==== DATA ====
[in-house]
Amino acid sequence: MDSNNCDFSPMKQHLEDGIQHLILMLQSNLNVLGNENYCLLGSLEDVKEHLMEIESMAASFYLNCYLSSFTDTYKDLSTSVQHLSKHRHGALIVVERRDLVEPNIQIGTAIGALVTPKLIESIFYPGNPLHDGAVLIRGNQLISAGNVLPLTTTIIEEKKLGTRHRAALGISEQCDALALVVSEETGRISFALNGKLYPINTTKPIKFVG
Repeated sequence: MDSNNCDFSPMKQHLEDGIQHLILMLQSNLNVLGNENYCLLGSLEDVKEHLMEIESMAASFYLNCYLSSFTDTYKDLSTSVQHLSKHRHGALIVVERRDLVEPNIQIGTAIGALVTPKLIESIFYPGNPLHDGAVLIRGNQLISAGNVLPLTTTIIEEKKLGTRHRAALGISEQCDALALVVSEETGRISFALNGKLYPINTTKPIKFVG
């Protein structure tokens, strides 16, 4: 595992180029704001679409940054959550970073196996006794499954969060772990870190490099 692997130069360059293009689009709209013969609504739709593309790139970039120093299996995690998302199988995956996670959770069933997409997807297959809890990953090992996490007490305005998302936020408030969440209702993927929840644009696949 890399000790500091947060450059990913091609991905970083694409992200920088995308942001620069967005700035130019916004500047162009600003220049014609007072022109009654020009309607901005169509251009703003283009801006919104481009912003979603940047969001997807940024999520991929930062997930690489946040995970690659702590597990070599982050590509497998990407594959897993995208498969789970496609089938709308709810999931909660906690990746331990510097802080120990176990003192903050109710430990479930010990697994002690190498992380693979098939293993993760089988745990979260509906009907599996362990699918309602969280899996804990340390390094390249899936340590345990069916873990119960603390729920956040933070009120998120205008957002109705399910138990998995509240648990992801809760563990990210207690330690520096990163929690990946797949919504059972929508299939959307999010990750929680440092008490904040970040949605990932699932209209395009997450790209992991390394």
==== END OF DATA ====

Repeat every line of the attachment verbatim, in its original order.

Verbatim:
[in-house]
Amino acid sequence: MDSNNCDFSPMKQHLEDGIQHLILMLQSNLNVLGNENYCLLGSLEDVKEHLMEIESMAASFYLNCYLSSFTDTYKDLSTSVQHLSKHRHGALIVVERRDLVEPNIQIGTAIGALVTPKLIESIFYPGNPLHDGAVLIRGNQLISAGNVLPLTTTIIEEKKLGTRHRAALGISEQCDALALVVSEETGRISFALNGKLYPINTTKPIKFVG
Repeated sequence: MDSNNCDFSPMKQHLEDGIQHLILMLQSNLNVLGNENYCLLGSLEDVKEHLMEIESMAASFYLNCYLSSFTDTYKDLSTSVQHLSKHRHGALIVVERRDLVEPNIQIGTAIGALVTPKLIESIFYPGNPLHDGAVLIRGNQLISAGNVLPLTTTIIEEKKLGTRHRAALGISEQCDALALVVSEETGRISFALNGKLYPINTTKPIKFVG
């Protein structure tokens, strides 16, 4: 595992180029704001679409940054959550970073196996006794499954969060772990870190490099 692997130069360059293009689009709209013969609504739709593309790139970039120093299996995690998302199988995956996670959770069933997409997807297959809890990953090992996490007490305005998302936020408030969440209702993927929840644009696949 890399000790500091947060450059990913091609991905970083694409992200920088995308942001620069967005700035130019916004500047162009600003220049014609007072022109009654020009309607901005169509251009703003283009801006919104481009912003979603940047969001997807940024999520991929930062997930690489946040995970690659702590597990070599982050590509497998990407594959897993995208498969789970496609089938709308709810999931909660906690990746331990510097802080120990176990003192903050109710430990479930010990697994002690190498992380693979098939293993993760089988745990979260509906009907599996362990699918309602969280899996804990340390390094390249899936340590345990069916873990119960603390729920956040933070009120998120205008957002109705399910138990998995509240648990992801809760563990990210207690330690520096990163929690990946797949919504059972929508299939959307999010990750929680440092008490904040970040949605990932699932209209395009997450790209992991390394």